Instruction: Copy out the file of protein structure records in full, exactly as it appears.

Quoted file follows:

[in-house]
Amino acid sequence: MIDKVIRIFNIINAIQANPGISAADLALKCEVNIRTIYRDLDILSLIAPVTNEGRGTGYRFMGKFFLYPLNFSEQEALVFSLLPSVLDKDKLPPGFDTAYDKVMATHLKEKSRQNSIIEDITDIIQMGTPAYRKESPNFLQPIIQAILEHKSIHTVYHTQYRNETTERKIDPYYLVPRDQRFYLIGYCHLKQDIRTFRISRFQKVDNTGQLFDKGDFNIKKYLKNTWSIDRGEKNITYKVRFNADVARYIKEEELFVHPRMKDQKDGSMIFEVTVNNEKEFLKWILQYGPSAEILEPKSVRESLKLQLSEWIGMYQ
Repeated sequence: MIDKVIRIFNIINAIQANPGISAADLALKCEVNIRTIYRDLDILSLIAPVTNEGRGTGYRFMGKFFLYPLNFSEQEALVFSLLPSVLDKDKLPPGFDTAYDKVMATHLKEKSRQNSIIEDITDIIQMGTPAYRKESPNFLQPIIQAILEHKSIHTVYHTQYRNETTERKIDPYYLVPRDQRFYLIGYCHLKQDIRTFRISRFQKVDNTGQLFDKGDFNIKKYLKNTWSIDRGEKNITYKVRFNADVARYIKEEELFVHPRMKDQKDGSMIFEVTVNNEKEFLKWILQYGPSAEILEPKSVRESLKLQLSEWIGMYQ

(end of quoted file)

[in-house]
Amino acid sequence: MIDKVIRIFNIINAIQANPGISAADLALKCEVNIRTIYRDLDILSLIAPVTNEGRGTGYRFMGKFFLYPLNFSEQEALVFSLLPSVLDKDKLPPGFDTAYDKVMATHLKEKSRQNSIIEDITDIIQMGTPAYRKESPNFLQPIIQAILEHKSIHTVYHTQYRNETTERKIDPYYLVPRDQRFYLIGYCHLKQDIRTFRISRFQKVDNTGQLFDKGDFNIKKYLKNTWSIDRGEKNITYKVRFNADVARYIKEEELFVHPRMKDQKDGSMIFEVTVNNEKEFLKWILQYGPSAEILEPKSVRESLKLQLSEWIGMYQ
Repeated sequence: MIDKVIRIFNIINAIQANPGISAADLALKCEVNIRTIYRDLDILSLIAPVTNEGRGTGYRFMGKFFLYPLNFSEQEALVFSLLPSVLDKDKLPPGFDTAYDKVMATHLKEKSRQNSIIEDITDIIQMGTPAYRKESPNFLQPIIQAILEHKSIHTVYHTQYRNETTERKIDPYYLVPRDQRFYLIGYCHLKQDIRTFRISRFQKVDNTGQLFDKGDFNIKKYLKNTWSIDRGEKNITYKVRFNADVARYIKEEELFVHPRMKDQKDGSMIFEVTVNNEKEFLKWILQYGPSAEILEPKSVRESLKLQLSEWIGMYQ